Political Cartoons - AMERICAN PRESIDENTS

Throughout the centuries, American presidential politics has seen its share of mud-slinging and ego-driven personalities. These individuals are prime candidates for skewering by political cartoonists. This illustration, related to the Presidential election of 1884, is by Bernhard Gillam. (Note the "1884" on the "Democracy" locomotive.) The journal Puck released this drawing in its June 13, 1883 issue. The public-domain image is online via the Library of Congress. 


Forty years before Richard Nixon's miscalculations and political blunders, Herb Block had turned his satirical sights on other presidents. Herbert Hoover was one of the first; Bill Clinton was one of the last.

"Herblock," the pen name suggested by his father, first published his cartoons during the Great Depression. People throughout the United States were in desperate trouble. Many had no money for food, let alone family vacations. Undaunted, Hoover took time off at Rapidan, his fishing camp. Sometimes he invited members of Congress, or his administration, to go with him. Block's assessment of such working vacations? "Well, everything helps." (Chicago Daily News; 1930 or 1931.)

Not much helped Harry Truman during the election year of 1948. Southerners opposed his civil rights program while other Democrats broke away to form the Progressive Party. With the guns of his own party aimed at him, hardly anyone expected Truman to win. (He did.) Block reflected Truman's difficult position in "Cannon to right of them, cannon to left of them." (Washington Post; February 23, 1948.)

General Eisenhower, a strong leader while cannons were blazing, was less influential on the domestic front. He once observed, "You can't change the hearts of men by laws." While Ike was President, the U.S. Supreme Court passed the landmark desegregation case of Brown v Board of Education. Block thought the chief executive should have demonstrated more leadership regarding civil rights - and let him know it. (Washington Post; April 3, 1956.)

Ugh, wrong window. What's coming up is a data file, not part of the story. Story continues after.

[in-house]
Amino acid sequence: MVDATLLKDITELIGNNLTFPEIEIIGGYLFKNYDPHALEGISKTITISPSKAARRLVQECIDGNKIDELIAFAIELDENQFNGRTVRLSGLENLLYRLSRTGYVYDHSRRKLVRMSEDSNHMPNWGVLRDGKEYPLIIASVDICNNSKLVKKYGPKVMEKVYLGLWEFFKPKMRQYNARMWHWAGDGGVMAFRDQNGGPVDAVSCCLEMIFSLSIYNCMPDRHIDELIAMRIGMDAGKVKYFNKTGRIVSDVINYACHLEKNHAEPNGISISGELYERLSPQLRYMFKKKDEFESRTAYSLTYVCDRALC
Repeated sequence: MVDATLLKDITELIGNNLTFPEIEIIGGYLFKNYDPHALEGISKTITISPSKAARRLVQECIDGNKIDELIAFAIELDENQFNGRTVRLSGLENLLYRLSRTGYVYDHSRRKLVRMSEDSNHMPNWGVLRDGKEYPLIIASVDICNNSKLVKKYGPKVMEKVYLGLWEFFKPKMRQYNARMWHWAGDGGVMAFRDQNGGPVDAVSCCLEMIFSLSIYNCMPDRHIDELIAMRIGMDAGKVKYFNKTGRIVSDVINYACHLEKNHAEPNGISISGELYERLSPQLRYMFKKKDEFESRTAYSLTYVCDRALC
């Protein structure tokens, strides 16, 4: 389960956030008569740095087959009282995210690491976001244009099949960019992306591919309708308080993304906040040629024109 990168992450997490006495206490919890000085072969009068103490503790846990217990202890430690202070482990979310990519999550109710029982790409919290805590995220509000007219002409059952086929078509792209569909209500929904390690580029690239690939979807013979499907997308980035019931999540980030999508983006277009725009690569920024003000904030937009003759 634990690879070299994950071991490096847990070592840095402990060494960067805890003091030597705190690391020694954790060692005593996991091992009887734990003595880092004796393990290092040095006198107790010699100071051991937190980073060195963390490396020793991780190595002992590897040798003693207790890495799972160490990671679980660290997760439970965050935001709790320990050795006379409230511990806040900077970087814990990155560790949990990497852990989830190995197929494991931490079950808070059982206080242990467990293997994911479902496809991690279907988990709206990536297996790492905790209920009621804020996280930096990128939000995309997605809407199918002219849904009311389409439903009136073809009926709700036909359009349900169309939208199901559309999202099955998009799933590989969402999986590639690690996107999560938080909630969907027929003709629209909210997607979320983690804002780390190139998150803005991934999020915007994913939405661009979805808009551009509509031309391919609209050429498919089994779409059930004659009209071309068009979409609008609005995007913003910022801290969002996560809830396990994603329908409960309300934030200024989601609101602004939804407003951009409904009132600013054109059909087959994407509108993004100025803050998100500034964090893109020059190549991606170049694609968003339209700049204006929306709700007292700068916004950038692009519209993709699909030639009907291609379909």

On the other hand, John F. Kennedy proposed lots of legislation - which led members of his own party to believe JFK had gone too far. Anti-administration Democrats joined with Republicans to block the president's efforts. Putting words in the mouths of opposition Democrats, Block observed:

Throw him [JFK] some more flowers, honey - let's see how long he'll keep playing the same tune. (Washington Post; July 18, 1962.)

Bill Clinton played the same tune again and again even when the country didn't believe him. During the Lewinsky scandal, hardly anyone noticed that Clinton had proposed the first balanced budget in thirty years. All eyes were on a president who was in the biggest balancing act of his political career. (Washington Post; February 4, 1998.)

It isn't just national leaders that political cartoonists take to task. U.S. laws and policies, especially embarrassing to Americans on the international scene, were the subjects of hard-hitting cartoons in the 1960s.

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Author: Carole D. Bos, J.D. 5190stories and lessons created

Original Release: Mar 01, 2007

Updated Last Revision: Sep 04, 2018

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"AMERICAN PRESIDENTS" AwesomeStories.com. Mar 01, 2007. Feb 17, 2020.
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